June 20, 2017: Annals of Biomedical Engineering
https://www.readbyqxmd.com/read/28634632/can-a-virtual-reality-surgical-simulation-training-provide-a-self-driven-and-mentor-free-skills-learning-investigation-of-the-practical-influence-of-the-performance-metrics-from-the-virtual-reality-robotic-surgery-simulator-on-the-skill-learning-and-associated
#5
Gyusung I Lee, Mija R Lee
BACKGROUND: While it is often claimed that virtual reality (VR) training system can offer self-directed and mentor-free skill learning using the system's performance metrics (PM), no studies have yet provided evidence-based confirmation. This experimental study investigated what extent to which trainees achieved their self-learning with a current VR simulator and whether additional mentoring improved skill learning, skill transfer and cognitive workloads in robotic surgery simulation training...
June 20, 2017: Surgical Endoscopy
https://www.readbyqxmd.com/read/28634543/cannabis-and-cognitive-functioning-in-multiple-sclerosis-the-role-of-gender
#6
Viral P Patel, Anthony Feinstein
BACKGROUND: Cognitive function in people with multiple sclerosis (PwMS) is associated with gender differences and the use of smoked/ingested cannabis. OBJECTIVE: The objective of this report is to explore a possible gender-cannabis interaction associated with cognitive dysfunction in PwMS. METHODS: A retrospective analysis was undertaken of cognitive data collected from 140 PwMS. A general linear model was conducted to determine gender and cannabis effects on processing speed (SDMT), verbal (CVLT-II) and visual (BVMT-R) memory, and executive functions (D-KEFS), while controlling for age and years of education...
April 2017: Multiple Sclerosis Journal—Experimental, Translational and Clinical
https://www.readbyqxmd.com/read/28634467/brain-network-activation-technology-does-not-assist-with-concussion-diagnosis-and-return-to-play-in-football-athletes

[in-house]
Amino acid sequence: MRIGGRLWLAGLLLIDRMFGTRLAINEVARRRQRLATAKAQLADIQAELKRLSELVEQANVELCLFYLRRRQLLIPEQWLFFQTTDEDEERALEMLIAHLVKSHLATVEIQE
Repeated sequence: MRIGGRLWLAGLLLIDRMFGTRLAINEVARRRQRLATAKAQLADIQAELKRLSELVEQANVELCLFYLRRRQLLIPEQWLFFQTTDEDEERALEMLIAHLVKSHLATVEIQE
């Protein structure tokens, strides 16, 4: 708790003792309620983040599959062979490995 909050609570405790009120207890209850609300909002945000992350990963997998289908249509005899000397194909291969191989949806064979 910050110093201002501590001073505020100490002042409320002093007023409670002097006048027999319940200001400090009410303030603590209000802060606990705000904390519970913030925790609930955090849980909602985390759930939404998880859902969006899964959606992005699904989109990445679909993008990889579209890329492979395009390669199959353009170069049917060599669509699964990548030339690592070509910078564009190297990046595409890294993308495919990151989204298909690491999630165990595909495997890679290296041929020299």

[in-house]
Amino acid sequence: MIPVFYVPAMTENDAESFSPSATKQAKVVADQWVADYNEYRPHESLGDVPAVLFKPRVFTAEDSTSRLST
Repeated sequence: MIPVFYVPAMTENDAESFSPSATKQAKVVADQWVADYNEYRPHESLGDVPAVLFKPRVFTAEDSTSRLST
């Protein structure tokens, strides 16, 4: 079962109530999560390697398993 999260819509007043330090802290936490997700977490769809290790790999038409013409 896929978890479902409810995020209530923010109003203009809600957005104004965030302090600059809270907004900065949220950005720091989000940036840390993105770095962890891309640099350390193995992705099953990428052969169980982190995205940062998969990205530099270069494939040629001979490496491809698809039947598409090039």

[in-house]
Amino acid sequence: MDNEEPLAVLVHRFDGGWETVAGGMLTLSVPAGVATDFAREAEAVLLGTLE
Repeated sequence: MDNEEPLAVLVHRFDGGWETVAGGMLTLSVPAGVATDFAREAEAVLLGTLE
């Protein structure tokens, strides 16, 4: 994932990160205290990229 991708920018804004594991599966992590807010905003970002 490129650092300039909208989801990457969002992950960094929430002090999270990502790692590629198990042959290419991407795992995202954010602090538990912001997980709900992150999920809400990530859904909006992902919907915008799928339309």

#7
Steven P Broglio, Richelle Williams, Andrew Lapointe, Ashley Rettmann, Brandon Moore, Sean K Meehan, James T Eckner
BACKGROUND: Concussion diagnosis and management remains a largely subjective process. This investigation sought to evaluate the utility of a novel neuroelectric measure for concussion diagnosis and return to play decision-making. HYPOTHESIS: Brain Network Activation (BNA) scores obtained within 72-h of injury will be lower than the athlete's preseason evaluation and that of a matched control athlete; and the BNA will demonstrate ongoing declines at the return to play and post-season time points, while standard measures will have returned to pre-injury and control athlete levels...
2017: Frontiers in Neurology
https://www.readbyqxmd.com/read/28634458/phone-conversation-while-processing-information-chronometric-analysis-of-load-effects-in-everyday-media-multitasking
#8
Michael B Steinborn, Lynn Huestegge
This is a pilot study that examined the effect of cell-phone conversation on cognition using a continuous multitasking paradigm. Current theorizing argues that phone conversation affects behavior (e.g., driving) by interfering at a level of cognitive processes (not peripheral activity) and by implying an attentional-failure account. Within the framework of an intermittent spare-utilized capacity threading model, we examined the effect of aspects of (secondary-task) phone conversation on (primary-task) continuous arithmetic performance, asking whether phone use makes components of automatic and controlled information-processing (i...
2017: Frontiers in Psychology